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Hello again here's a piece that I guess will be of more interest, I'm no furniture expert but this is definitely hand made and it's very well constructed, the seat is elm and the arms are beech a good polish should give more of an idea of the rest of it. Judging by the patina this chair has some age, I picked it up at the local re-cycle yard for £10 but can't seem to find a similar one.IMG_20180704_113630189.jpgIMG_20180704_113648036.jpg

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Just to add the mark on the right of the seat was just a leaf stuck on and wiped off with my fingers

I found the closest match to yours, thus far.  The main difference is your chair does not appear to have stretchers?  That is a little odd, I think...or maybe just not an H stretcher?

http://www.antiquechairmatching.com/chairs/793-oak-carver-wanted.html

This is a factory made English-style Windsor made in the 20th century. Molly found a very close match (I think yours might have stretchers too though can't be seen because of where you took your pictures from?) If you are in the UK and want to sell your chair you should try to contact the listing Molly sent you. I wish we had a similar site in the US.

Hi Jeff mine doesn't have stretchers but it is fairly sturdy, I'm fascinated by the different techniques employed in the making of these but it's not easy to learn! What are the pointers to look for in a factory made chair compared to a hand crafted one? I had assumed it was in the slight variations in carving around the back loop and seat etc and the 1-2mm difference in thickness of the back supports and hadn't realised the factories replacated those details.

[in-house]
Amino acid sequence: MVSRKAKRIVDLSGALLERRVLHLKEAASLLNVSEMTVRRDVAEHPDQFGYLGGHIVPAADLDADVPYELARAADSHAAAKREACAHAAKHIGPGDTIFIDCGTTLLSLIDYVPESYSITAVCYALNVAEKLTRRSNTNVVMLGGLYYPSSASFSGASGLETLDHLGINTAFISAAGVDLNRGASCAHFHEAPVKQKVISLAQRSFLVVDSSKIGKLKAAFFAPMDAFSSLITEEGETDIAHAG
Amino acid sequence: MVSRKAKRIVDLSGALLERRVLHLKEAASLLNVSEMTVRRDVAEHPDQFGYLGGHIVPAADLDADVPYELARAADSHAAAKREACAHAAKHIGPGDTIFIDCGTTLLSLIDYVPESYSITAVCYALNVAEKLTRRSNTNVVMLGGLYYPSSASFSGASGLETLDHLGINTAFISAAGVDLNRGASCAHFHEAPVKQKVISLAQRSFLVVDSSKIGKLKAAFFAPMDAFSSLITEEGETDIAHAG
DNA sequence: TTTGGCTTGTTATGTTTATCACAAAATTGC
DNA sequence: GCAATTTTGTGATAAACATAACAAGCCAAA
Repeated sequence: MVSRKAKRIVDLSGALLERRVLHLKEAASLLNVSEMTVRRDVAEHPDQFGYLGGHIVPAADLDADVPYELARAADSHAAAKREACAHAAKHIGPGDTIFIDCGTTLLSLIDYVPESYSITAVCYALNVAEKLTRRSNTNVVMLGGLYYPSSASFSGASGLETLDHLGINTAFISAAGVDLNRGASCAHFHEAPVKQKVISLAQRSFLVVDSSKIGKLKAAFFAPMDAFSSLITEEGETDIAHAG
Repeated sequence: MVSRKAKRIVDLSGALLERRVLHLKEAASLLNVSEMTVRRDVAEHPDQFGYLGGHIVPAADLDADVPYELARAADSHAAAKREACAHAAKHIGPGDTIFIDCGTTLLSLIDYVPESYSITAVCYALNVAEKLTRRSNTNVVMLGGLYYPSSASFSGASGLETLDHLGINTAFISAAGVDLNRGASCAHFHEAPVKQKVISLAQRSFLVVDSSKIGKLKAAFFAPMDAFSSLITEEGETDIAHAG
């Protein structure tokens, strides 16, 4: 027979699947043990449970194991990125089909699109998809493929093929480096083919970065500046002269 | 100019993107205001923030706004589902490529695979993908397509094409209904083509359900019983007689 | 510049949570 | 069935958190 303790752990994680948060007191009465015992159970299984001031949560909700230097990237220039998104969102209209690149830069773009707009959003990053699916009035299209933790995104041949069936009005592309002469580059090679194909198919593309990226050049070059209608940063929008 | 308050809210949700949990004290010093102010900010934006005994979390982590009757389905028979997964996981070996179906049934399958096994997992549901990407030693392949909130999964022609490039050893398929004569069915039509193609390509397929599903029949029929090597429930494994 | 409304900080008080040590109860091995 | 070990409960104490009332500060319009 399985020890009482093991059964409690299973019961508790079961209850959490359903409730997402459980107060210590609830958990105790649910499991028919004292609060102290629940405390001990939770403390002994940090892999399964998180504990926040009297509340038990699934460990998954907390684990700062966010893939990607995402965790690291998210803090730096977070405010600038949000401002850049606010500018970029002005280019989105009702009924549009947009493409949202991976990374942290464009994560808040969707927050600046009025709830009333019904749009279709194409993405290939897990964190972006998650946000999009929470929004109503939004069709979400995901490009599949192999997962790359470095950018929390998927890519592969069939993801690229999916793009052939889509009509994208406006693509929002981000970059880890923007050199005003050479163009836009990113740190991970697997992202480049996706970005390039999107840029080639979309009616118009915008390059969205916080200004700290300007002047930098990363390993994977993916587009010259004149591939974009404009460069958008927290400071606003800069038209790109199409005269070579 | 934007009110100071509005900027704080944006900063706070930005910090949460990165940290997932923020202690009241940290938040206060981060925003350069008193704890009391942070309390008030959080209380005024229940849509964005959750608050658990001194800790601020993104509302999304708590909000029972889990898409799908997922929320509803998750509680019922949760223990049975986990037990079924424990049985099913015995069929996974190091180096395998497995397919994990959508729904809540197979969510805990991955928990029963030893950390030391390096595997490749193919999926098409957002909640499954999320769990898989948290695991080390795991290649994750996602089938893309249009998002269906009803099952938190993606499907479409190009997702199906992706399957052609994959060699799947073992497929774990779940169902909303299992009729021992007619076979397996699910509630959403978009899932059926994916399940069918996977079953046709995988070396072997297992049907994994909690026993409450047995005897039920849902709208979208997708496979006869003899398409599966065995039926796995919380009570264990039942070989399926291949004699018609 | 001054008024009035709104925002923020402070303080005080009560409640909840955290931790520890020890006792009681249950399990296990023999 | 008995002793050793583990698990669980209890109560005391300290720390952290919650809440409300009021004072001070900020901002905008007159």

Thank you for your time and patience.

If you want to learn furniture, you need to look at a lot of authentic antiques, and you need to get reference books. Look for local museums or historical societies and high priced antique stores. Ask questions. Buy or take books from the library. The books I have are mostly American furniture, but I’m sure there are similar for English. Two good American furniture books are Fake, Fraud, or Genuine by Kaye, and The Impecunius Collectors Guide to American Antiques by Kirk.

ME, TOO!

Thanks Jeff I've just ordered fake fraud and genuine, I already take every opportunity to visit auctions, antique shops etc. I think I need to start asking far more questions! Thanks for the good advice.

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